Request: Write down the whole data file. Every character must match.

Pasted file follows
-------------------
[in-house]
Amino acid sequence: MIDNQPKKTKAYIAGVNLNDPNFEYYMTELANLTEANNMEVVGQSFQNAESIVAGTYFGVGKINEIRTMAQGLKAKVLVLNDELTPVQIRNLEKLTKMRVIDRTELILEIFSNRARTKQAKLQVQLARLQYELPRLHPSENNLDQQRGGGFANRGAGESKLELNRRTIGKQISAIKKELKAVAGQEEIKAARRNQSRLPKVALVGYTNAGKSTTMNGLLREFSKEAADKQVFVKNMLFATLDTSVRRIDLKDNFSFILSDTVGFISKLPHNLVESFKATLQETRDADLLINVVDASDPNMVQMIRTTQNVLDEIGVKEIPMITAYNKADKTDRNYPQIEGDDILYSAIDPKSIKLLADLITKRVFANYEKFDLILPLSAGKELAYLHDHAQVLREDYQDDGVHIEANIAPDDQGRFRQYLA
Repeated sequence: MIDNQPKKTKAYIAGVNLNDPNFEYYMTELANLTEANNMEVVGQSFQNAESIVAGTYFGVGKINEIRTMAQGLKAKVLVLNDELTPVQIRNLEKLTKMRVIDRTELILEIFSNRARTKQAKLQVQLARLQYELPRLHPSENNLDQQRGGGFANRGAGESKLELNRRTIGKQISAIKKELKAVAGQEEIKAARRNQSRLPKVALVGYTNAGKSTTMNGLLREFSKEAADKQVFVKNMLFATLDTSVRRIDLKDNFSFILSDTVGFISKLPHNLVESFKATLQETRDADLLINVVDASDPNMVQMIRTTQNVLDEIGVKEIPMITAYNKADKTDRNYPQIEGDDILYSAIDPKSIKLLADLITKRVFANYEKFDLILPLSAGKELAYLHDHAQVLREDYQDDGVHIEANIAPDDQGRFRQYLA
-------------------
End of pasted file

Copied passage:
[in-house]
Amino acid sequence: MIDNQPKKTKAYIAGVNLNDPNFEYYMTELANLTEANNMEVVGQSFQNAESIVAGTYFGVGKINEIRTMAQGLKAKVLVLNDELTPVQIRNLEKLTKMRVIDRTELILEIFSNRARTKQAKLQVQLARLQYELPRLHPSENNLDQQRGGGFANRGAGESKLELNRRTIGKQISAIKKELKAVAGQEEIKAARRNQSRLPKVALVGYTNAGKSTTMNGLLREFSKEAADKQVFVKNMLFATLDTSVRRIDLKDNFSFILSDTVGFISKLPHNLVESFKATLQETRDADLLINVVDASDPNMVQMIRTTQNVLDEIGVKEIPMITAYNKADKTDRNYPQIEGDDILYSAIDPKSIKLLADLITKRVFANYEKFDLILPLSAGKELAYLHDHAQVLREDYQDDGVHIEANIAPDDQGRFRQYLA
Repeated sequence: MIDNQPKKTKAYIAGVNLNDPNFEYYMTELANLTEANNMEVVGQSFQNAESIVAGTYFGVGKINEIRTMAQGLKAKVLVLNDELTPVQIRNLEKLTKMRVIDRTELILEIFSNRARTKQAKLQVQLARLQYELPRLHPSENNLDQQRGGGFANRGAGESKLELNRRTIGKQISAIKKELKAVAGQEEIKAARRNQSRLPKVALVGYTNAGKSTTMNGLLREFSKEAADKQVFVKNMLFATLDTSVRRIDLKDNFSFILSDTVGFISKLPHNLVESFKATLQETRDADLLINVVDASDPNMVQMIRTTQNVLDEIGVKEIPMITAYNKADKTDRNYPQIEGDDILYSAIDPKSIKLLADLITKRVFANYEKFDLILPLSAGKELAYLHDHAQVLREDYQDDGVHIEANIAPDDQGRFRQYLA